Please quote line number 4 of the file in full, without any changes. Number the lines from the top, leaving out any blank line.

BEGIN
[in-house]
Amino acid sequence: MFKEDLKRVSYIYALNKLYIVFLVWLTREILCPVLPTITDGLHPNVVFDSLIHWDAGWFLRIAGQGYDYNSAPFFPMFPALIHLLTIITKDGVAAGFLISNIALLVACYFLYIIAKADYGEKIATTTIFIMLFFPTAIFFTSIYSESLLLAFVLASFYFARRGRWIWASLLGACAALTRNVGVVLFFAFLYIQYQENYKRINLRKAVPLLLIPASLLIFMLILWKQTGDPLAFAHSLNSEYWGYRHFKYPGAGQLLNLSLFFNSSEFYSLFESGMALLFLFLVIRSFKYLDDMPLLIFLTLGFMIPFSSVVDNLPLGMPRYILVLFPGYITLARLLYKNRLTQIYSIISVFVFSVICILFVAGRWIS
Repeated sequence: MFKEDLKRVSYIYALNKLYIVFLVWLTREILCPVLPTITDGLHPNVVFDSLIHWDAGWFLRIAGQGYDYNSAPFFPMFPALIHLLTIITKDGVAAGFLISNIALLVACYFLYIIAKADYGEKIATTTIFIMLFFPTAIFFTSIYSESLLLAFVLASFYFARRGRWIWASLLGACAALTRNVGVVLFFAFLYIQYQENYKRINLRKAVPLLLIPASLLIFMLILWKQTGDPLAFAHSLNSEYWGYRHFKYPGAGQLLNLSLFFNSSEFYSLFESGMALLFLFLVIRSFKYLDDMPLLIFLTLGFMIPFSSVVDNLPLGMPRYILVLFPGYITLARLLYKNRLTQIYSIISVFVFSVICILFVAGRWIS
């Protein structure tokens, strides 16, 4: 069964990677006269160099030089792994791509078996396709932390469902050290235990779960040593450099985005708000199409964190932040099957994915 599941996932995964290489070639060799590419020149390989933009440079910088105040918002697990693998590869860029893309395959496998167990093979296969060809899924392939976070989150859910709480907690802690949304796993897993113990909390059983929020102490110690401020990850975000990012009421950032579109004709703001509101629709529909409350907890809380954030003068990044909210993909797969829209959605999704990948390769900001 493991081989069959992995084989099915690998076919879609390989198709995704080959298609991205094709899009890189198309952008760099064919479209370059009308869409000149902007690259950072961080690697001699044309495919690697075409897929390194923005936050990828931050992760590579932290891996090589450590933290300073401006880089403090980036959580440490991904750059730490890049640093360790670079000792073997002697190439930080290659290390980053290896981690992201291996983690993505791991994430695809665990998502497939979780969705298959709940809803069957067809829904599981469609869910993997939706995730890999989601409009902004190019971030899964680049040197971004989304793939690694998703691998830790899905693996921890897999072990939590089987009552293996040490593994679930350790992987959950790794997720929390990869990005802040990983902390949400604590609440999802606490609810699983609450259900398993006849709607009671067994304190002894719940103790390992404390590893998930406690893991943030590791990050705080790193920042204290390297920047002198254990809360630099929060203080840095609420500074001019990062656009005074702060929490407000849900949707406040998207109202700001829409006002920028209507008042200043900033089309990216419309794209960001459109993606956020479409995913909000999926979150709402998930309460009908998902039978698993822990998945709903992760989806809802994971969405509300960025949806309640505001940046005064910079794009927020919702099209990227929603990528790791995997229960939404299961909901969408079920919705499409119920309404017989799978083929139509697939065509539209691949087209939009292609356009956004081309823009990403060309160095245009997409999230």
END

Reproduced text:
């Protein structure tokens, strides 16, 4: 069964990677006269160099030089792994791509078996396709932390469902050290235990779960040593450099985005708000199409964190932040099957994915 599941996932995964290489070639060799590419020149390989933009440079910088105040918002697990693998590869860029893309395959496998167990093979296969060809899924392939976070989150859910709480907690802690949304796993897993113990909390059983929020102490110690401020990850975000990012009421950032579109004709703001509101629709529909409350907890809380954030003068990044909210993909797969829209959605999704990948390769900001 493991081989069959992995084989099915690998076919879609390989198709995704080959298609991205094709899009890189198309952008760099064919479209370059009308869409000149902007690259950072961080690697001699044309495919690697075409897929390194923005936050990828931050992760590579932290891996090589450590933290300073401006880089403090980036959580440490991904750059730490890049640093360790670079000792073997002697190439930080290659290390980053290896981690992201291996983690993505791991994430695809665990998502497939979780969705298959709940809803069957067809829904599981469609869910993997939706995730890999989601409009902004190019971030899964680049040197971004989304793939690694998703691998830790899905693996921890897999072990939590089987009552293996040490593994679930350790992987959950790794997720929390990869990005802040990983902390949400604590609440999802606490609810699983609450259900398993006849709607009671067994304190002894719940103790390992404390590893998930406690893991943030590791990050705080790193920042204290390297920047002198254990809360630099929060203080840095609420500074001019990062656009005074702060929490407000849900949707406040998207109202700001829409006002920028209507008042200043900033089309990216419309794209960001459109993606956020479409995913909000999926979150709402998930309460009908998902039978698993822990998945709903992760989806809802994971969405509300960025949806309640505001940046005064910079794009927020919702099209990227929603990528790791995997229960939404299961909901969408079920919705499409119920309404017989799978083929139509697939065509539209691949087209939009292609356009956004081309823009990403060309160095245009997409999230």